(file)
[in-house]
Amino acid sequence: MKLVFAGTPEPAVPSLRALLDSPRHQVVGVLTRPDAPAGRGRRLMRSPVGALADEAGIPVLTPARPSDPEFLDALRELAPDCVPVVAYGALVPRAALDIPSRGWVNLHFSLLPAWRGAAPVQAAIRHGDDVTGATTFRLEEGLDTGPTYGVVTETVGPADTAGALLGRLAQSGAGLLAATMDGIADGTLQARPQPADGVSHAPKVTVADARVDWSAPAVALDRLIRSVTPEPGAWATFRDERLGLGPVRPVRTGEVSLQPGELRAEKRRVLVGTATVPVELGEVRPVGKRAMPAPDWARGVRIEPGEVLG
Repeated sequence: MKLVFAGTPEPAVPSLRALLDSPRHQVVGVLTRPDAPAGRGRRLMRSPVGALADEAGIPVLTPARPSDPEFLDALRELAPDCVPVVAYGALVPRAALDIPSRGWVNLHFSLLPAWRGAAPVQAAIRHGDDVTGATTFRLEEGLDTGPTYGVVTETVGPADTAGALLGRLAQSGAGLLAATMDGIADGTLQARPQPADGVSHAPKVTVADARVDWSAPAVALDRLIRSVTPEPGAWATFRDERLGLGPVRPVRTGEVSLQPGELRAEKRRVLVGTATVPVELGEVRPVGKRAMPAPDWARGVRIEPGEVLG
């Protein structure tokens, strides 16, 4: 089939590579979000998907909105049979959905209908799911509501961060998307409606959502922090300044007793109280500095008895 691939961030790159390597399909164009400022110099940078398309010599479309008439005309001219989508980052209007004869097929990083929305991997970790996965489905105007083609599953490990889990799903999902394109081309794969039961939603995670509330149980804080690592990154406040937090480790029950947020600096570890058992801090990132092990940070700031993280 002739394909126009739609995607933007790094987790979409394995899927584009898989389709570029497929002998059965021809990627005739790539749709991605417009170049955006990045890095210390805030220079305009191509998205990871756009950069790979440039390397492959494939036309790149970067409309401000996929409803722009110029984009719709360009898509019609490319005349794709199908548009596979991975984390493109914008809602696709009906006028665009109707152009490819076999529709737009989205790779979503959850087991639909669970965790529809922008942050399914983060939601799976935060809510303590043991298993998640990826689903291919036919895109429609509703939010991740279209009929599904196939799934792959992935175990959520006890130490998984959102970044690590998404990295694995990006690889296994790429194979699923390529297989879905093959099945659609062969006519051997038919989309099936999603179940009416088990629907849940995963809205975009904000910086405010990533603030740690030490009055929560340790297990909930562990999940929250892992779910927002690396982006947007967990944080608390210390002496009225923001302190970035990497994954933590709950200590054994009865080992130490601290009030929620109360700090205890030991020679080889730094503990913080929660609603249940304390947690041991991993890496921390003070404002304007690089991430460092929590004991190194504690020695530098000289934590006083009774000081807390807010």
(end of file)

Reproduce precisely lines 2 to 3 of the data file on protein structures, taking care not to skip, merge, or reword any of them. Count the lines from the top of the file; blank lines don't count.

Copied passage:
Amino acid sequence: MKLVFAGTPEPAVPSLRALLDSPRHQVVGVLTRPDAPAGRGRRLMRSPVGALADEAGIPVLTPARPSDPEFLDALRELAPDCVPVVAYGALVPRAALDIPSRGWVNLHFSLLPAWRGAAPVQAAIRHGDDVTGATTFRLEEGLDTGPTYGVVTETVGPADTAGALLGRLAQSGAGLLAATMDGIADGTLQARPQPADGVSHAPKVTVADARVDWSAPAVALDRLIRSVTPEPGAWATFRDERLGLGPVRPVRTGEVSLQPGELRAEKRRVLVGTATVPVELGEVRPVGKRAMPAPDWARGVRIEPGEVLG
Repeated sequence: MKLVFAGTPEPAVPSLRALLDSPRHQVVGVLTRPDAPAGRGRRLMRSPVGALADEAGIPVLTPARPSDPEFLDALRELAPDCVPVVAYGALVPRAALDIPSRGWVNLHFSLLPAWRGAAPVQAAIRHGDDVTGATTFRLEEGLDTGPTYGVVTETVGPADTAGALLGRLAQSGAGLLAATMDGIADGTLQARPQPADGVSHAPKVTVADARVDWSAPAVALDRLIRSVTPEPGAWATFRDERLGLGPVRPVRTGEVSLQPGELRAEKRRVLVGTATVPVELGEVRPVGKRAMPAPDWARGVRIEPGEVLG